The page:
I am also hopeful that Mohamed will sort out how to turn his aquaculture project
into a sustainable system, helping mollusks and seaweed recover lost ecosystems,
filtering seawater and providing habitats for a multitude of life.
He and his intended seaweed partner still need to find funding
(investors perhaps, and hopefully grants will become available)
yet I see this as an investment in our food security and our environment.}

Marmalade on a rock slide
Marmalade on a rock slide

So we have been going to the beaches everyday,
to spend time and each and say our seasonal goodbye
(though at only a half hour or so from our new home,
I’m sure we will be back again to visit).
Aside from swimming and climbing the sea-sculpted boulders,
we have been collecting bags full of multicolored stones
(for an outdoor patio project at our new home),
gathering driftwood (possibly for a treehouse or outhouse),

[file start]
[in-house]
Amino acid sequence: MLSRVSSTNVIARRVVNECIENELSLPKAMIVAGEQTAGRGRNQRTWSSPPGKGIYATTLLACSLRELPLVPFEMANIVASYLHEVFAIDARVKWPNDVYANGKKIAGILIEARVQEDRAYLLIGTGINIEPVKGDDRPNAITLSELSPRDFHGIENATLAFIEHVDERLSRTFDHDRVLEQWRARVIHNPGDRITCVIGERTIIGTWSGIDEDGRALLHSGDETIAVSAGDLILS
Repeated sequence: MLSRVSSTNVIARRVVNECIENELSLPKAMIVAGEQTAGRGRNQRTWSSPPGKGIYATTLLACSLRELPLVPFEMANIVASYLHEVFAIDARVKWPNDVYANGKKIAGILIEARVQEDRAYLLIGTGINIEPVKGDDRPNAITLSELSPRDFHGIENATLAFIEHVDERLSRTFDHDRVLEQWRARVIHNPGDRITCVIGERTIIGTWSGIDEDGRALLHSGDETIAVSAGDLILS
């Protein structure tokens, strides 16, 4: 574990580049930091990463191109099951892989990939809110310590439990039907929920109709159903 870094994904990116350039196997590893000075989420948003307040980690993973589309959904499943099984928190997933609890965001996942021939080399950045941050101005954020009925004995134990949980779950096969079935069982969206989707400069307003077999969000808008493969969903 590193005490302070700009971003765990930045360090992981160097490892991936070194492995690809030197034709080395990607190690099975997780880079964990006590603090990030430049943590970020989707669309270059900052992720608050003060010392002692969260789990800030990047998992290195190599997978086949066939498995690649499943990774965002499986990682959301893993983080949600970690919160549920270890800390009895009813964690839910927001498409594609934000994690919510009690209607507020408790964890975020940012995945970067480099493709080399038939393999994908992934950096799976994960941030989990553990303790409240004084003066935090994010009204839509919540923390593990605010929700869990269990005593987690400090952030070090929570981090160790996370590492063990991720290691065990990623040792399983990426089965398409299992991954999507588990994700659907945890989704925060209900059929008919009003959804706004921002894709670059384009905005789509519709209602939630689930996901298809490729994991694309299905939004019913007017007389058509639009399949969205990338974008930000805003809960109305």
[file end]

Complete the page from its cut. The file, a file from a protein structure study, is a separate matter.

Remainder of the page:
seashells (for a wind-chime & possibly a beaded curtain)
and other assorted abandoned fishing gear (ropes, weights and metal rods)
which will come in handy for something or other, someday.

collecting driftwood on Esteveira beach
collecting driftwood on Esteveira beach

And we will miss the town of Rogil itself,
a really chill small town, very bike-able,
with lots of friendly people, farm-fresh produce and dairy products.
And we will miss this property itself,
(a warm thanks to Imonova realty for letting us camp here),
which we wished we could have afforded to stay at on our own,
(and, if the building permits would’ve gone through,
would have become an incredible eco-golf course).

On Tuesday we will relocate to a villa in Zambujeira do Mar,

(a seaside town near the house we hope to buy)
for the next two weeks while Mohamed’s parents are visiting.
I’m sure we will have a culture shock living under a roof,
with electricity and running water (and indoor plumbing!)

So my next post will be from there,
as we continue our journey towards moonfarming…